When you give an order to buy or sell a stock or other security once it has reached a certain price, the price you name is known as the stop price.
When you ask your broker to buy, your stop price is higher than the current market price. When you're selling, the stop price is lower than the current price.
In either case, once the stop price has been reached, your broker will execute the order even if a flurry of trading drives the stock's price up or down quickly. That might mean you end up paying more than the stop price if you're buying or get less than the stop price if you're selling.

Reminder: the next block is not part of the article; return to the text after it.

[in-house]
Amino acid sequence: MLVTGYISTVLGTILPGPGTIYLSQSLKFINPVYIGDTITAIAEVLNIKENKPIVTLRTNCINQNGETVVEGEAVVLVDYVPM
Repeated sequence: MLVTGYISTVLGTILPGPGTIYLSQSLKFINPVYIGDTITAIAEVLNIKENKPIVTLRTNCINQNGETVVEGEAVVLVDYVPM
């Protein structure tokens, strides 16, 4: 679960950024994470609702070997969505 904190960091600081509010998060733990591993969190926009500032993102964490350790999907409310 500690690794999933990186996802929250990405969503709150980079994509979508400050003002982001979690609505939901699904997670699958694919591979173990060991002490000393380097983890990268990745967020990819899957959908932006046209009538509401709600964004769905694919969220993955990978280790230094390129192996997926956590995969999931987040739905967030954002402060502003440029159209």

- Browse Related Terms: capital gain or loss, Contingency order, Day trader, Floor trader, home equity, Limit order, Limit price, Markdown, markup, Stop price, Stop-limit order, Tailgating, Trader